1. Welcome to Mu-43.com—a friendly Micro 4/3 camera & photography discussion forum!

    If you are thinking of buying a camera or need help with your photos, you will find our forum members full of advice! Click here to join for free!

Speeding up Windows 7 & CS

Discussion in 'Hardware' started by Wasabi Bob, Oct 25, 2011.

  1. Wasabi Bob

    Wasabi Bob Mu-43 All-Pro

    I'm posting this in the Panasonic section. If the admins feel it's better suited for another group, please move it as you see fit - thanks.

    Photoshop users quickly learn that you can never have enough system RAM. Even with 16 GB, when I create multiple layers and start using multiple plugins I occasionally run out of memory.

    After talking with many people at a recent photo show I was surprised to see how many Windows 7 users don’t know about its Ready Boost feature. Using the “Ready Boost” you can assign an SD card or USB flash drive to act as additional RAM

    This really makes a big difference when you start opening large files or work on multiple layers. Think of how much faster things can be with an additional 8 or 16 GB of memory.

    I’ve included a link below that describes the procedure.
    Using memory in your storage device to speed up your computer
  2. shnitz

    shnitz Mu-43 All-Pro

  3. Wasabi Bob

    Wasabi Bob Mu-43 All-Pro

    I agree

    No I'm not, but I've found this feature helpful when opening several layers and you start to open up a few plugins. Definitely not an optimum fix but certainly worth trying it.
  4. Boyzo

    Boyzo Mu-43 Top Veteran

    Mar 3, 2010
    Bob I run 8GIG ram and CS5 is Ok with what I do in layers 16GIG is pretty generous :) 
    You could send the page file to a 2nd Physical drive which could help
  5. shnitz

    shnitz Mu-43 All-Pro

    I agree with this. First, if you're using 16GB of RAM with a RAW file, you're doing some pretty serious stuff. I'm thinking back to my digital imaging class in 2008, when we were using computers with 4GB of RAM, and our professor was a retoucher that worked for many magazines; he never had any trouble with such a pittance of RAM either. My aging 2006 desktop with 4GB of RAM, while not ideal, still runs just fine.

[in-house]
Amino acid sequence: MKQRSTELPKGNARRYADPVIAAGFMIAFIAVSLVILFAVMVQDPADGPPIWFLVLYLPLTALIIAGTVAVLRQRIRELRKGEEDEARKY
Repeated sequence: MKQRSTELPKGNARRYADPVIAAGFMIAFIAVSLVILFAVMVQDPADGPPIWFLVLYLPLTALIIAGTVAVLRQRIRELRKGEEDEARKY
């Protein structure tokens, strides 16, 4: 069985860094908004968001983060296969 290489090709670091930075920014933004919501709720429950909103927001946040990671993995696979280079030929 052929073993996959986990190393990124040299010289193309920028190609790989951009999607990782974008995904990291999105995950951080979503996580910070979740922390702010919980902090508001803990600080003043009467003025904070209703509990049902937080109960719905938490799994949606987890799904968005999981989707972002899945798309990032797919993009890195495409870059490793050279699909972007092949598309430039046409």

ReadyBoost is the same thing as sending the page file to a hard drive. It's not like your computer is using that SD card as RAM somehow. The ReadyBoost disk space doesn't act as more memory, it just takes your information that isn't being used as much, and sends it to an overflow file. As a simple example, let's say you have 8GB of RAM, and you have a pair of 5GB images. You open both, and start working on one. It takes the 5GB image that you aren't working on, and writes that RAM information to file, because you're trying to use 10GB of memory, but you only have 8GB.

    If you are running an SSD as your boot disk, ReadyBoost is actually disabled, because it would be needlessly redundant. So, again, ReadyBoost is only really useful for lower end computers, where you don't have enough RAM to run what you want, and your hard drive has a high seek time.
  6. Promit

    Promit Mu-43 All-Pro

    Jun 6, 2011
    Baltimore, MD
    Promit Roy
    Yeah, I'm not really a ReadyBoost fan either. This workstation runs 8 GB, which I swore would be enough at the time, but here I am burning through it with all kinds of craziness. Going past 16 GB is still going to be quite expensive though, so I would probably look to an SSD. (Oh, I already have one :biggrin:)
  1. This site uses cookies to help personalise content, tailor your experience and to keep you logged in if you register.
    By continuing to use this site, you are consenting to our use of cookies.